This will be a long write up.
of the cool things about using a language like c sharp is memory
management. In the old days, like in C programming age, you had direct
control over where your data is stored. There are pointers that make
this possible. For super cool developers, having that kind of control is
awesome However, even super experts make mistakes and having that kind
of control may not be a good idea.
is where the memory management of c sharp comes into play. In c sharp,
there is something called as garbage collector. Think of the garbage
collector as a librarian at the...library. You want a book. Instead of
allowing you to pick up the book you want, the librarian will go and get
the book for you. She won't
let you go inside though. She believes that you will mess things up.
However, she is fast and extremely good at her job. She will always get
you the book you want, almost all the time. As long its in the library, you know she will get it for you.
As a library goer, all you need to know is, if the library website says that a book is available, you can bet your expensive computer that she will get it for you. The
garbage collector is like that. A proxy to the memory that your
application needs. She will ensure that your application gets the memory
it wants, as long as it can be made available.
we jump head first into how exactly garbage collector does her job, we
need to look at the types. Yes, you remember that you have two types –
value and reference types. Value types are stored in the stack. That
means, the moment the method comes to an end, the stack is completely
cleared. Stack is cleared by the CLR (not the above mentioned garbage
other type I.e. reference types are the ones that go to the heap. The
heap is the domain of the garbage collector. Garbage collector rules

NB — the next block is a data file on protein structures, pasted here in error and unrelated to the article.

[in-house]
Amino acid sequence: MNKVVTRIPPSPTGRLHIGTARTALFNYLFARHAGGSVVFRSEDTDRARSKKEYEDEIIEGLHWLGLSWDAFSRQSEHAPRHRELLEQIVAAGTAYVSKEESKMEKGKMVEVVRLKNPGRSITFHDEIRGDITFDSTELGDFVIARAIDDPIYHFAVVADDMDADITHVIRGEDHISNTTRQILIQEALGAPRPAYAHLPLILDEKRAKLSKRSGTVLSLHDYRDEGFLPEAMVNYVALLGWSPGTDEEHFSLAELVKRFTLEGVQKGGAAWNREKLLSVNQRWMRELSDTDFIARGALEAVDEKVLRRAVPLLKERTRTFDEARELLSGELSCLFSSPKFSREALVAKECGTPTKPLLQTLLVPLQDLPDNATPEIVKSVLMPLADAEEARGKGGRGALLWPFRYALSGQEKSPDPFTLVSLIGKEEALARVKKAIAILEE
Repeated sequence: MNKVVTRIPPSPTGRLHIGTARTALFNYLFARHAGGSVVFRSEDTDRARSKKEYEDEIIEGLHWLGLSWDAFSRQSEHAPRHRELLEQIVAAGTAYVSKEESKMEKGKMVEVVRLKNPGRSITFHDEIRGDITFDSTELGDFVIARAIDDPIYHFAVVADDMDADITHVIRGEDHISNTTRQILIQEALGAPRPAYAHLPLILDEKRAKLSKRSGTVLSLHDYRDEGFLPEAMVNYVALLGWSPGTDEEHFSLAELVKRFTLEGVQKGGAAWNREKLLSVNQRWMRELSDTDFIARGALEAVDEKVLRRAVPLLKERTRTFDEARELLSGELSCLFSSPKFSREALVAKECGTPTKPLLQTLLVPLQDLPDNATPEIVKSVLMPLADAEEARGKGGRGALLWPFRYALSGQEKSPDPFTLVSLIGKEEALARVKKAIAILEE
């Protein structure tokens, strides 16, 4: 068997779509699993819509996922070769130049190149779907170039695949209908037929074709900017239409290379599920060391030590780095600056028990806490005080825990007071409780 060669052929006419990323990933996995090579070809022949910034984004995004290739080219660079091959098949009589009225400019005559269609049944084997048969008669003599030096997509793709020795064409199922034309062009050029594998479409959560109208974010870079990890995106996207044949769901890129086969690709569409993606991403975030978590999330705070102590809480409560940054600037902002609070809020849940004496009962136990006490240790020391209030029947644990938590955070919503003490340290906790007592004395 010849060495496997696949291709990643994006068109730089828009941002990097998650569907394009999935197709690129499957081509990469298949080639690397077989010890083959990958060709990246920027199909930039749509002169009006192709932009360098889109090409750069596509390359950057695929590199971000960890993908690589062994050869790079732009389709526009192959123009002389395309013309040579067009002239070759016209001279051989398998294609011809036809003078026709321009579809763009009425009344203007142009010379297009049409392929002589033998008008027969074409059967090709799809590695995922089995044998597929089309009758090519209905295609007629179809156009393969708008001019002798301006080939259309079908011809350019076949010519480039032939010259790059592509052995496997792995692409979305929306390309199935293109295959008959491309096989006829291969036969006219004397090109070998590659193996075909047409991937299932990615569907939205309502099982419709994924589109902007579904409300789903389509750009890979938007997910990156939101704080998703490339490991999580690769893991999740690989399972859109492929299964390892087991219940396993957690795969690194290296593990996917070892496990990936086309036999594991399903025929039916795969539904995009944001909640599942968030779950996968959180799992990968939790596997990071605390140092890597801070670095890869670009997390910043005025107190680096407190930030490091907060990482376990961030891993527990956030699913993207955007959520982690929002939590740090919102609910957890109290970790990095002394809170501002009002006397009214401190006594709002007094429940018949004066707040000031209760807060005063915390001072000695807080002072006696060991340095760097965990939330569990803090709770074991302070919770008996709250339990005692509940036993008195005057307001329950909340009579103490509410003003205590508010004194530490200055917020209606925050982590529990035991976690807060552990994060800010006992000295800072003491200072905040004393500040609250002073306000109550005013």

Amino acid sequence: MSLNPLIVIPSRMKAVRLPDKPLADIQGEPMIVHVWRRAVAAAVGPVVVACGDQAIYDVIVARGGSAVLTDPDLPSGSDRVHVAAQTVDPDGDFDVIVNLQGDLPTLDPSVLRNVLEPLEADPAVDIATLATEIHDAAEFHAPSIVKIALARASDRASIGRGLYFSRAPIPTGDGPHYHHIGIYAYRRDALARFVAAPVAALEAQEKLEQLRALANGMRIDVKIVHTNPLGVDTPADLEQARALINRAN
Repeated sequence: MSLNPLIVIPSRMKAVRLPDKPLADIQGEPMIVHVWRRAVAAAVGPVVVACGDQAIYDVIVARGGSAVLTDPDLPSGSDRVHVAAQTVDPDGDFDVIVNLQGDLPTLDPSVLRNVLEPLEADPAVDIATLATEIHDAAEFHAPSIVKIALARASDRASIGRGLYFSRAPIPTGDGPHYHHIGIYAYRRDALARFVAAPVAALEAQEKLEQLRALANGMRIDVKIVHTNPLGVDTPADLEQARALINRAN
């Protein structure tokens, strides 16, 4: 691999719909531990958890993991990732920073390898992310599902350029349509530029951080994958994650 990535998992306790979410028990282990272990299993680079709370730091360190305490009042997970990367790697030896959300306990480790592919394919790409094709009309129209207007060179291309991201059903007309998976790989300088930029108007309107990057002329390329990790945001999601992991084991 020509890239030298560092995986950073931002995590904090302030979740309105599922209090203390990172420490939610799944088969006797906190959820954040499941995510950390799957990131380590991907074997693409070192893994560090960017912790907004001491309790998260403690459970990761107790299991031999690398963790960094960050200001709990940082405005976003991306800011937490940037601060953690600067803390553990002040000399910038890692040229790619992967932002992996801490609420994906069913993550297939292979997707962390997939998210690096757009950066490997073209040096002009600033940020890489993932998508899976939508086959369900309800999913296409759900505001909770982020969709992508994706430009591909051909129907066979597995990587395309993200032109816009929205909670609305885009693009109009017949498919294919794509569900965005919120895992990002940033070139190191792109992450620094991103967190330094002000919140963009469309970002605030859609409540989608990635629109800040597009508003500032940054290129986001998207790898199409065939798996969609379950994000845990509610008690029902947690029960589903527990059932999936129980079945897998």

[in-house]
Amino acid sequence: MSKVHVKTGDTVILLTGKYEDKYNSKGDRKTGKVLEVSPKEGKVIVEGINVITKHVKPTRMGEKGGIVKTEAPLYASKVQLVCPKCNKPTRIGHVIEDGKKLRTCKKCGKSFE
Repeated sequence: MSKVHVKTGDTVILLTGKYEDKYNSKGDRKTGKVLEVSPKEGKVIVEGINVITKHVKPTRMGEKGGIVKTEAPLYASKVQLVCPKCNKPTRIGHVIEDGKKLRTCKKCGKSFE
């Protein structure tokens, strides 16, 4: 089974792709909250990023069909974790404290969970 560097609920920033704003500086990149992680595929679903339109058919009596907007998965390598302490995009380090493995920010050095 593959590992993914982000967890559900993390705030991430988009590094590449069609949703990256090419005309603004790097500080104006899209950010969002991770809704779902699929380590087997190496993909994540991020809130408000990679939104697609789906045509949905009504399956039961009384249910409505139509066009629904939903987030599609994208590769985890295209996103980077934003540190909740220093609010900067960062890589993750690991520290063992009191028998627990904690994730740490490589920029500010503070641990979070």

over the heap. The garbage collector uses what is called as 'mark and
this works is like this. Garbage collector understands that it cannot
be clearing up memory all the time. That's because garbage collector
knows that cleaning memory also has a performance hit.
Which is why, garbage collector becomes active only when there no new
memory to assign to objects asking for it. As long as there is room to
give for new objects, it stays put.
the memory is full (or about to become full) it becomes active. At this
point, the garbage collector beings 'marking' object in the memory. The
garbage collector goes through the items in the memory and finds
'living' items. A living item is an item that is referenced by what is
called a 'root' item. Root item means, it is either a static field or a
method parameter or a local variable or a CPU register. Once all the
items have been checked (and marked if they are living), the garbage collector will remove all the 'dead' items from the memory, freeing up memory.
live items are all moved to be together. This is the packing part of
the garbage collector activity. The live items are all packed to one
side of the memory. These live items are 'promoted' by being assigned a
higher generation. The rest become generation 0, and they are cleared up. I just realized that this is the same thing I said before about 'dead' items.
move on to something that is not exactly possible by garbage collector.
You see, garbage collector works best with managed items.
Unfortunately, an application cannot be built with managed items or
managed resources only. For instance, an object of your custom type is a
managed item or managed resource. That is the something garbage
collector handles really well. No problems there. When
you use a file in your program that file is an 'unmanaged' item or
'unmanaged' resource. Garbage collector cannot work with that since the